Translated by Ciaran Cronin. In the midst of the current crisis that is threatening to derail the historical project of European unification, Jurgen Habermas has been one of the most perceptive critics of the ineffectual and evasive responses to the global financial crisis, especially by the German political class. This extended essay on the constitution for Europe represents Habermas s constructive engagement with the European project at a time when the crisis of the eurozone is threatening the very existence of the European Union. There is a growing realization that the European treaty needs to be revised in order to deal with the structural defects of monetary union, but a clear perspective for the future is missing. Drawing on his analysis of European unification as a process in which international treaties have progressively taken on features of a democratic constitution, Habermas explains why the current proposals to transform the system of European governance into one of executive federalism is a mistake. His central argument is that the European project must realize its democratic potential by evolving from an international into a cosmopolitan community.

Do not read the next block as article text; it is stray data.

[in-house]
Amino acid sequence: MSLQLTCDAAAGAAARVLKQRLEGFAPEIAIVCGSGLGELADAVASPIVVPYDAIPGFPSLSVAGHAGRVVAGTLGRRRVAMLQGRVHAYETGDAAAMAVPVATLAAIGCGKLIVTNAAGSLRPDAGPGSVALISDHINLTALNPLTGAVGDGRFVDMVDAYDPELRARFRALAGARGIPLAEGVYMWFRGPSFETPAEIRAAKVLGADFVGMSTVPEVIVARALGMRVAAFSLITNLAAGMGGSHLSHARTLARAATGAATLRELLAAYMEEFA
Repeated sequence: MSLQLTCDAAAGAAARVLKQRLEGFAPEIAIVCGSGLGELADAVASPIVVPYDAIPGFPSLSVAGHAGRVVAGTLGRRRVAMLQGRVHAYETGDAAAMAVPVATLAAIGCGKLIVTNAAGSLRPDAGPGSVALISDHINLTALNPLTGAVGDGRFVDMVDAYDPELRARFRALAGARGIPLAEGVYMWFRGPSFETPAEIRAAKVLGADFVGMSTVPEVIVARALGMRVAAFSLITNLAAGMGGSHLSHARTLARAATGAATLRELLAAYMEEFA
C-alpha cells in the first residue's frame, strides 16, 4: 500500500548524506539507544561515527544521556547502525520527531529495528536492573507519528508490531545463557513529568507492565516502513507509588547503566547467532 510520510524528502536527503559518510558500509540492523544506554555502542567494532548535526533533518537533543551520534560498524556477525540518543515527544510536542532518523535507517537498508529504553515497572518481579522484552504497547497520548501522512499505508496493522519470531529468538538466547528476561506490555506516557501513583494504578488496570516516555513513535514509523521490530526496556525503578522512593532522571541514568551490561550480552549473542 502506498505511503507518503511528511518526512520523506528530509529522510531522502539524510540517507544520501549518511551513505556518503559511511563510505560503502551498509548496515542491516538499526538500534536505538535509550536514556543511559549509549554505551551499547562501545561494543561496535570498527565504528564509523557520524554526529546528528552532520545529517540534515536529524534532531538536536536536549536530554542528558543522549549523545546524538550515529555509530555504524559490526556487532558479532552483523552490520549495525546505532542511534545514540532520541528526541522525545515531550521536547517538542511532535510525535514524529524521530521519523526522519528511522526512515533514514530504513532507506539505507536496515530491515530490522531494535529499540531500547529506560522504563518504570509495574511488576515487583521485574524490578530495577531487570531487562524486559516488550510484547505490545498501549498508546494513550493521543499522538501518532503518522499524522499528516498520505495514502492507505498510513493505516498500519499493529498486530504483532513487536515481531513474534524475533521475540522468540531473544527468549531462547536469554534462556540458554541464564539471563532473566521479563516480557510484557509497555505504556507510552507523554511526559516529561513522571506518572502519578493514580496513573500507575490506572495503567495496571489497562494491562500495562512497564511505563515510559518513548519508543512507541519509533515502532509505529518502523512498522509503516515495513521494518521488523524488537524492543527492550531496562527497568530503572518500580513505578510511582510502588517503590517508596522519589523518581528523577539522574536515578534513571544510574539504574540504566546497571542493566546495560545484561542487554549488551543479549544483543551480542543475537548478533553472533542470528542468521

The opening essay on the role played by the concept of human dignity in the genealogy of human rights in the modern era throws further important light on the philosophical foundations of Habermas s theory of how democratic political institutions can be extended beyond the level of nation-states. Now that the question of Europe and its future is once again at the centre of public debate, this important intervention by one of the greatest thinkers of our time will be of interest to a wide readership.
J rgen Habermas is Emeritus Professor of Philosophy at the Johann Wolfgang Goethe University of Frankfurt and one of the most influential social and political thinkers in the world today.
Preface The Crisis of the European Union in Light of a Constitutionalization of International Law - An Essay on the Constitution for Europe I. Why Europe Is Now More Than Ever a Constitutional Project II. The European Union Must Decide between Transnational Democracy and Post-Democratic Executive Federalism III. From the International to the Cosmopolitan Community The Concept of Human Dignity and the Realistic Utopia of Human Rights Appendix: The Europe of the Federal Republic I. After the Bankruptcy II. The Euro Will Decide the Fate of the European Union III. A Pact for or against Europe? Sources